Because Bialczyk was not living with Wolfe, Wolfe was required to show Bialczyk was contributing to David's support at the time of Bialczyk's death. The question is how much support must be shown. The Secretary's regulations require proof that contributions were made regularly and were large enough to meet an important part of the recipient's ordinary living costs. 20 C.F.R. § 404.366(a)(2). This is the "regular and continuous" or "regular and substantial" test. Wolfe argues that this test is inappropriate in the case of an illegitimate posthumous child, and urges us to adopt as the test whether the support was commensurate with the needs of the unborn child at the time of the father's death. This test was first enunciated in Adams v. Weinberger, 521 F.2d 656, 660 (2d Cir.1975), and was adopted by the Fourth Circuit in Parsons for Bryant v. Health & Human Services, 762 F.2d 1188, 1191 (4th Cir.1985), and the Ninth Circuit in Doran v. Schweiker, 681 F.2d 605, 608 (9th Cir.1982).
We agree with Doran that the Secretary's test "improperly interprets the statutory mandate and frustrates the goals of the Social Security Act" by denying "virtually all posthumous illegitimate children the ability to demonstrate their father's support." Id. We therefore adopt the Doran test that support must be commensurate with the unborn child's needs at the time of the father's death, taking into account the father's economic circumstances. However, we reject any notion that no support need be shown at the very early stages of pregnancy because the needs of the unborn child at that point are negligible. See Orsini ex rel. Orsini v. Sullivan, 903 F.2d 1393, 1396-97 (11th Cir.1990), cert. denied, 498 U.S. 1024, 111 S.Ct. 672, 112 L.Ed.2d 665 (1991).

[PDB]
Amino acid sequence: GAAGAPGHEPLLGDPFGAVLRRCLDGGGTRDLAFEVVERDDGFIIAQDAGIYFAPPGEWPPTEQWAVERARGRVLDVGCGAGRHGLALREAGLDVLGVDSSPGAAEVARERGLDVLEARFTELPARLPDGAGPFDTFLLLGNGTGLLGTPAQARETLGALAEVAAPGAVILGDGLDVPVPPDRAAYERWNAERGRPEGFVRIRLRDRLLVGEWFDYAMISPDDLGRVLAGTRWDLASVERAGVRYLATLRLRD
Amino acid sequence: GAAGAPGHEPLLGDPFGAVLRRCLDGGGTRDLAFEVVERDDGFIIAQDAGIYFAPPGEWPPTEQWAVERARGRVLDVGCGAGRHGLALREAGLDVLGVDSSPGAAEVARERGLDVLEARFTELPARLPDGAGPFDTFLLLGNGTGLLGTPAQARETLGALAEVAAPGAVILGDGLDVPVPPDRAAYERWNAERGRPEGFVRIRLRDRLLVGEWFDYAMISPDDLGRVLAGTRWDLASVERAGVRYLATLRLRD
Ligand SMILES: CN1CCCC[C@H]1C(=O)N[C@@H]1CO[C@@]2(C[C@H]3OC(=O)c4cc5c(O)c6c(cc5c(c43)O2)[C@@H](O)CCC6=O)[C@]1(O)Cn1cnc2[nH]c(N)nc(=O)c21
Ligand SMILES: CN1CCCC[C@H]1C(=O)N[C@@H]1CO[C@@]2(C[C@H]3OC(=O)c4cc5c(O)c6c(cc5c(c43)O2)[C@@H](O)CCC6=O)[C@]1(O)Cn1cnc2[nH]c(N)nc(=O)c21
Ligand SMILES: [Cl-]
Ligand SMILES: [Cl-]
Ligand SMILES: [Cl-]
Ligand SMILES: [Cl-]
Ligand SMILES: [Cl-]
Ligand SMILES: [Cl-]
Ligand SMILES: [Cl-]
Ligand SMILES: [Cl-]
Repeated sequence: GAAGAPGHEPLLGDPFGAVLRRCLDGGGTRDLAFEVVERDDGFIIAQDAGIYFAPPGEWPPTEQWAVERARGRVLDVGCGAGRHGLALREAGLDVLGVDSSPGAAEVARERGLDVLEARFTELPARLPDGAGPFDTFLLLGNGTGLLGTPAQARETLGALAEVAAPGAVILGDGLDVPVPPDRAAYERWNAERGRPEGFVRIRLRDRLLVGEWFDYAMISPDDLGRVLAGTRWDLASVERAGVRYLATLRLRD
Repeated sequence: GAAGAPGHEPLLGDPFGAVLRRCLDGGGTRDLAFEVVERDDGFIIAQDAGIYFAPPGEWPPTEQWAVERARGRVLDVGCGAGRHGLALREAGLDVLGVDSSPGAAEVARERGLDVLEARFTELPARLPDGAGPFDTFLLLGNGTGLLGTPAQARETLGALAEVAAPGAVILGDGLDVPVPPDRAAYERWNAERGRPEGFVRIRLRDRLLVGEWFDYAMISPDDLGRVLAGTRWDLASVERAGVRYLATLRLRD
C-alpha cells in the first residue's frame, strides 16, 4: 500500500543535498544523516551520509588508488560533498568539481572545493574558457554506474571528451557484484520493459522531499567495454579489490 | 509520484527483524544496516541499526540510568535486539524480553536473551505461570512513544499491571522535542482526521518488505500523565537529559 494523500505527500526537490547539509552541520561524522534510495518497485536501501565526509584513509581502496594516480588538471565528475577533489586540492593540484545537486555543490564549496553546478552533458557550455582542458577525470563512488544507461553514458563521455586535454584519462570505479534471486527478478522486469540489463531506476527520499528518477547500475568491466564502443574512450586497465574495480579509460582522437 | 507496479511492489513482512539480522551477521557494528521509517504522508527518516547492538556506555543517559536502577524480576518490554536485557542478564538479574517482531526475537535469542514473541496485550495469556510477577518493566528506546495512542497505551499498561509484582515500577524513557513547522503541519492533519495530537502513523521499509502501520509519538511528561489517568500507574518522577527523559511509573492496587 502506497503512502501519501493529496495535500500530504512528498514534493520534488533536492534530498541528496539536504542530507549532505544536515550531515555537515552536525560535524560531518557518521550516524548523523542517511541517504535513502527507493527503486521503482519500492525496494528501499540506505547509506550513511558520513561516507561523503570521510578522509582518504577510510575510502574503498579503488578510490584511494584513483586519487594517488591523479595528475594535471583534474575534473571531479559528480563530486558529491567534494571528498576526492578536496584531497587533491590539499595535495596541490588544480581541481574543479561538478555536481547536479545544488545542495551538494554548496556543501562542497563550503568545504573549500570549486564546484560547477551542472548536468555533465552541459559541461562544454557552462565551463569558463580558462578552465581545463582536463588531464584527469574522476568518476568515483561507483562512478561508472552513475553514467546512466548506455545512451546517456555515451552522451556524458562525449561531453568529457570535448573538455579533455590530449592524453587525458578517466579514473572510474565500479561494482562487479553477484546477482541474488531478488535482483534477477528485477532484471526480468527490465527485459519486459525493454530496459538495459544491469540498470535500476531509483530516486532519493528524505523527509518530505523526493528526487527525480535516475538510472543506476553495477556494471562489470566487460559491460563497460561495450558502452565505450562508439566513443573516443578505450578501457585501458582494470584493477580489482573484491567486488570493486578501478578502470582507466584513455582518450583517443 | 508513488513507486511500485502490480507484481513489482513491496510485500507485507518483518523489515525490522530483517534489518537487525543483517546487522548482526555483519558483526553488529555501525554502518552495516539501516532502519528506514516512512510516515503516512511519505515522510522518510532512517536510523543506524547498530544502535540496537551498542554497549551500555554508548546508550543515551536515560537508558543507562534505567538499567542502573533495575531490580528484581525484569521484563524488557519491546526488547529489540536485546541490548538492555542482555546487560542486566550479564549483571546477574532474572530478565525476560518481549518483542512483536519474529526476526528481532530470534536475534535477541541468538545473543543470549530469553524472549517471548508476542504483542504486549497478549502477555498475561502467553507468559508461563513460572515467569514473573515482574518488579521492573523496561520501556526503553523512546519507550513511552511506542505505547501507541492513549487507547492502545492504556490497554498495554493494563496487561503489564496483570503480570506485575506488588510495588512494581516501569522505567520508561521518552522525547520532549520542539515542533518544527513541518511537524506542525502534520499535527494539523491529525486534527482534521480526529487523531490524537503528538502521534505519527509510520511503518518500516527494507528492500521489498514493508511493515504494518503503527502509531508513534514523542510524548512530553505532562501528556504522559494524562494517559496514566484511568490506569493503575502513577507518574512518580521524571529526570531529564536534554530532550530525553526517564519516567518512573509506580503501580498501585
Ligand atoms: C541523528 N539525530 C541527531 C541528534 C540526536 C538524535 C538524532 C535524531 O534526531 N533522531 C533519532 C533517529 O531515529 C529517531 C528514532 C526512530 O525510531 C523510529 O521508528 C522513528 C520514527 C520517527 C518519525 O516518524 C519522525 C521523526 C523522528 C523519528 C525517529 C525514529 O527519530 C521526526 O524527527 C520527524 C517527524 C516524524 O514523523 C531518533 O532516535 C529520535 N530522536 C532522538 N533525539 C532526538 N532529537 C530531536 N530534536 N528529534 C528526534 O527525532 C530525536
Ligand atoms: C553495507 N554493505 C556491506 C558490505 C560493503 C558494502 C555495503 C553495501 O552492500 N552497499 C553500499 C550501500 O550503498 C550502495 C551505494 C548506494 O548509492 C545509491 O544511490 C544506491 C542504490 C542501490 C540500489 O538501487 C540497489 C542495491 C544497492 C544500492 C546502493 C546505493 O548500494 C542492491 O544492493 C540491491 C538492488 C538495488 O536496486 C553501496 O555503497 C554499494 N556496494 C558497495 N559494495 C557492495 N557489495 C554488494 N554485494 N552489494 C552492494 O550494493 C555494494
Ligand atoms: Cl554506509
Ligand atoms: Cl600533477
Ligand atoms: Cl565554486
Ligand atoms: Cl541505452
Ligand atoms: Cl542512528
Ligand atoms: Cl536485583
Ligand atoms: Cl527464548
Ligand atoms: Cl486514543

Support may be shown either by proof that contributions such as baby clothes or a crib were made to the unborn child, or that contributions such as food, shelter, or medical care were made to the mother. See Soc.Sec.Rul. 68-22 (in case of illegitimate posthumous child, contributing to child's support can be shown by contributing to mother's support). Because benefits under the Act are intended to replace support lost by a child when his or her parent dies, Mathews, 427 U.S. at 507, 96 S.Ct. at 2763, the contributions to the mother must have been made with knowledge of the pregnancy. See Jones v. Schweiker, 668 F.2d 755, 758 n. 5 (4th Cir.1981), vacated on other grounds, 460 U.S. 1077, 103 S.Ct. 1763, 76 L.Ed.2d 339 (1983). Expenditures intended for courtship of the mother do not constitute contributions to the support of the unborn child. Bennemon ex rel. Williams v. Sullivan, 914 F.2d 987, 991, 992 (7th Cir.1990).
We agree with the district court that the evidence fails to satisfy either the Secretary's test or the Doran test.1 Bialczyk died in early October 1988, and David was born in late April 1989. The unborn child's needs were therefore minor at the time of Bialczyk's death. Wolfe testified that Bialczyk purchased groceries to fix his favorite breakfast, purchased cigarettes for her, paid for her when they went on dates, and put an alternator in her car. However, nothing in the record presented to this court indicates that Bialczyk made any contributions to Wolfe's (and thus to the unborn child's) support after he learned of the pregnancy in late August 1988. Moreover, because he and Wolfe ended their relationship soon thereafter, in early September, none of the alleged contributions to the unborn child's support were being made at the time of Bialczyk's death in October, "which date is controlling in an interpretation of § 416(h)(3)(C)(ii)." Young v. Secretary of Health & Human Servs., 787 F.2d 1064, 1070 (6th Cir.), cert. denied, 479 U.S. 990, 107 S.Ct. 585, 93 L.Ed.2d 587 (1986). Rather, all contributions ceased one month before Bialczyk's death.
The ALJ correctly denied Wolfe's application for benefits. Consequently, we AFFIRM the judgment of the United States District Court for the Western District of Oklahoma.
Because we affirm on this ground, we need not decide whether the evidence supports the ALJ's finding that Bialczyk was not David's father